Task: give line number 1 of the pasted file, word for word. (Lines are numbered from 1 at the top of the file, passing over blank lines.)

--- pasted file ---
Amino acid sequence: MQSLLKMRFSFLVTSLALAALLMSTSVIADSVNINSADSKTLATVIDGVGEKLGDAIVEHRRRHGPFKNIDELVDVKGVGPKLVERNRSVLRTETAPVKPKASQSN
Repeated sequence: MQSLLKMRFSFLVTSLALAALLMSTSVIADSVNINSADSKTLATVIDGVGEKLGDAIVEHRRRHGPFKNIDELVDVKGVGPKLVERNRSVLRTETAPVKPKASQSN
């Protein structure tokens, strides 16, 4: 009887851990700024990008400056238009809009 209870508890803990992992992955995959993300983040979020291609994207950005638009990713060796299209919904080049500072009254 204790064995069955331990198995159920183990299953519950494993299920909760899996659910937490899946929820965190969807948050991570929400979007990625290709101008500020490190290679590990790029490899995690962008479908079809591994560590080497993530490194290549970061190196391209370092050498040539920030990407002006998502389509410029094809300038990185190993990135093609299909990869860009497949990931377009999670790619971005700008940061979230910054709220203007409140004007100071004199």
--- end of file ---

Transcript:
Amino acid sequence: MQSLLKMRFSFLVTSLALAALLMSTSVIADSVNINSADSKTLATVIDGVGEKLGDAIVEHRRRHGPFKNIDELVDVKGVGPKLVERNRSVLRTETAPVKPKASQSN